Easter Wings

Easter Wings - 1576 The poem "Easter Wings" by George...

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1576 The poem "Easter Wings" by George Herbert is a poem full of deep imagery not only in its words but also in the visual structure of the stanzas. In Herbert’s poem why does he use a shape poem? Because he wanted this poem to have many different levels and meanings. Herbert also used huge amounts of mental imagery so that the reader can find new truths and meanings each time he or she reads it. The poem tells of the poets desire to fly with Christ as a result of Jesus' sacrifice, death and resurrection. The argument as to the proper presentation of this poem is easily explained with the help of the poet's address to the "Lord" in the opening line of the first page in the original text. Because this poem is actually a work within a work with many hidden meanings and suggestions. To fully understand it all, one must examine the poem as a whole in greater detail. The poet is the obvious speaker in the poem due to the common use of "I" and "me" through out the poem. The audience is also revealed in the first line of the 1634 edition of the poem with the use of the word "Lord"; meaning the Christian Savior, Jesus Christ who rose from the dead. But there is question as to where the poem truly begins. This is due to the splitting of the poem onto two separate pages, and then turned ninety degrees so it must be read sideways. This is done on purpose to invoke the vision of wings on both pages. This fact must be considered when evaluating where it begins and whether it is in fact two poems instead of one larger one. "Lord, who createth man in wealth and store" is the beginning of this poem, helping to immediately establish the audience in the first word. As well, this fact help to reveal that this poem is also a prayer of Herbert’s. The appropriate layout of the poem is still the "winged" look necessary for the full impact of the imagery. It is the imagery in this poem that deserves special notice as it gives a much deeper understanding of what Herbert is saying. The first stanza shows the fall of man from the "wealth" that is in God's holiness into the "decaying" life of a sinful nature: "Lord, who createst man in wealth and store, Though foolishly he lost the same, Decaying more and more Till he became Most poor:" As the stanza's lines "decays" in length, the imagery goes from good to bleak finally ending with the eventual poorness of mankind. In the first line where it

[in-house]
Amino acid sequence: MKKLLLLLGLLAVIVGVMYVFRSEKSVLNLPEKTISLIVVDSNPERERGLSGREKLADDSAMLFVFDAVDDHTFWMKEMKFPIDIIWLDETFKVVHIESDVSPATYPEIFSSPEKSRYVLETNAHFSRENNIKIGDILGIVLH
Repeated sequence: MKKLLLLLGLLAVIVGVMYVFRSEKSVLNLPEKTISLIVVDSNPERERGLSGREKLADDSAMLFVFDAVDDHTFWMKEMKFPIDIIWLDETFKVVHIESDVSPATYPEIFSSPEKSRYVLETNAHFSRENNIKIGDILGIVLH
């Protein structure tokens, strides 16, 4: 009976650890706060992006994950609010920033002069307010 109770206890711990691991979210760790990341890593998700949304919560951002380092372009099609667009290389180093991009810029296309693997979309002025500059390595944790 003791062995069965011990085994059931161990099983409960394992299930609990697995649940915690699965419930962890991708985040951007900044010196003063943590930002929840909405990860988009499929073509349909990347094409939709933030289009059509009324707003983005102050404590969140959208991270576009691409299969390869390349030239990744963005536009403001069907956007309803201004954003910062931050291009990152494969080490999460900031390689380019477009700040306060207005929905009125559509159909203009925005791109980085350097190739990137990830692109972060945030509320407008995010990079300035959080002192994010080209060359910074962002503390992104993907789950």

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This note was uploaded on 01/09/2011 for the course EDS 103 taught by Professor White during the Spring '10 term at E. Kentucky.

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Easter Wings - 1576 The poem "Easter Wings" by George...

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